The square plates in the general centre area are the mounting positions for the aileron and flap servos.

Guest
Guest


Back to top Go down

Focke Wulf 190 F4C 1/4 Scale Empty Re: Focke Wulf 190 F4C 1/4 Scale

Post by Guest on 2009-07-31, 23:07

Another useful tip is to use either very thin aircraft grade ply or my preferred option Proskin to strengthen the Trailing Edges. Proskin is a material similar to carbonfibre sheet but made out of fibreglass available from Mick Reeves Models. It is exteremly thin and very very light and strong. I could hit the work bench with the trailing edge and the workbench would come off alot worse Very Happy Not only will it allow for a perfect straight and level Trailing edge, it will be hanger rash proof Very Happy

Focke Wulf 190 F4C 1/4 Scale IMG_1695-1

It is hard to see in the proskin in the photo. This is the wing trailing edge position of the flap location. The proskin is sticking out 1/4" from the right and intended for the flap to rest on it when fitted.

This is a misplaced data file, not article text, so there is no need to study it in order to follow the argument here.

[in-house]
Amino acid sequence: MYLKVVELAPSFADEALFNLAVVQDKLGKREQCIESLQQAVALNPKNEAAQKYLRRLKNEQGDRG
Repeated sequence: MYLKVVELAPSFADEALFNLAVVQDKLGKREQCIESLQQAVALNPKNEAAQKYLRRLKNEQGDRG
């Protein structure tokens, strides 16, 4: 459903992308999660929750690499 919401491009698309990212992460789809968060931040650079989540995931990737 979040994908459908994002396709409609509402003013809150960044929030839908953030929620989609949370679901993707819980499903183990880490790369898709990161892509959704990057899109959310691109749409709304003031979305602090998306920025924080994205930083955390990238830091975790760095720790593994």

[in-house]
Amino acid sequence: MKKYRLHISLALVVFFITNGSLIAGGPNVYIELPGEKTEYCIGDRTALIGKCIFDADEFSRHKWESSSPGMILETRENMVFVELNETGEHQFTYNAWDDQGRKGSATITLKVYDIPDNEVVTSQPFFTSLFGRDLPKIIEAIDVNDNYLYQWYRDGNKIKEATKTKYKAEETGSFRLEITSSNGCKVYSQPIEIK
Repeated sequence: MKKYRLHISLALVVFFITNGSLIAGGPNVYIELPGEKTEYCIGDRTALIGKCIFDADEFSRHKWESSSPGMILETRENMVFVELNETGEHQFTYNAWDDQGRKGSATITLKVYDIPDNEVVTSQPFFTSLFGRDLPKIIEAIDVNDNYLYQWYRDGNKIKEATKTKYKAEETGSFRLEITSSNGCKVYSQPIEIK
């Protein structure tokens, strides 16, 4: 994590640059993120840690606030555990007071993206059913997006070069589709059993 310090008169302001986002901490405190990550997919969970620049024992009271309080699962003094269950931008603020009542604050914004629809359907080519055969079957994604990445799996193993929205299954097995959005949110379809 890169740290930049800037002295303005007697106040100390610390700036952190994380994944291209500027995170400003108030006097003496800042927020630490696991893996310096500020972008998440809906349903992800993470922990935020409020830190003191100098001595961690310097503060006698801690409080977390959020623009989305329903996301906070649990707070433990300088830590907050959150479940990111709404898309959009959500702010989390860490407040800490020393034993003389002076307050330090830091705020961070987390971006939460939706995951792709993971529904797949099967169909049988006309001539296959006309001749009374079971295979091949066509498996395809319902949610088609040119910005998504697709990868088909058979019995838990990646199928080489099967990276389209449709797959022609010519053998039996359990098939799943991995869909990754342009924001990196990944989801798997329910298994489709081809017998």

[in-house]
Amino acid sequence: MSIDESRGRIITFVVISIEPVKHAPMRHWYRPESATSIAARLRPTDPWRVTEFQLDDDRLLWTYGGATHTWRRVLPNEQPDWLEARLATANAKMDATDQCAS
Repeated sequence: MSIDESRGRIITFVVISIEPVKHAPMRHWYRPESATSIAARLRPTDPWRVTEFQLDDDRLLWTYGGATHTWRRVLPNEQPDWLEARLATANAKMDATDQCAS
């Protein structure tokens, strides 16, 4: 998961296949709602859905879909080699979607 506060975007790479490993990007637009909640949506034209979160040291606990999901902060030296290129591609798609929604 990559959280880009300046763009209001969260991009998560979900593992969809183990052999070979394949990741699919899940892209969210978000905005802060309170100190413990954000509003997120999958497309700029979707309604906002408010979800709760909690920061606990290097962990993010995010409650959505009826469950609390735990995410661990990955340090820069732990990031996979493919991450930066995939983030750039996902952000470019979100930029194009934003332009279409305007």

Guest
Guest


Back to top Go down

Focke Wulf 190 F4C 1/4 Scale Empty Re: Focke Wulf 190 F4C 1/4 Scale

Post by Guest on 2009-07-31, 23:17

Another detail often left of the builder of many a model is how best to run servo cables through the wings and the fuselage. One way is to tie them at various points, but if you ever need to replace the servo and can't get to the tied points you will have difficulty. I don't liker wires flapping loose to either come apart or chafe through causing a crash Evil or Very Mad I like to use rolled paper tube which I make myself or you can use the card tube produced for small model rockets from hobby shops.

Focke Wulf 190 F4C 1/4 Scale IMG_1668-1

In this photo you will see the tube running between the servo mounting plates. I will explain how to make them next time. Bye for now.

Guest
Guest


Back to top Go down

Focke Wulf 190 F4C 1/4 Scale Empty Re: Focke Wulf 190 F4C 1/4 Scale

Post by Guest on 2009-08-01, 21:12

Nice bit of work there Richard. Well done. Posting pictures too Wooo....
Aeromdelling at it's best.
It will be interesting see see this project develop. The forum is good for this sort of thing.
The "Butcher Bird" is one of my favourites.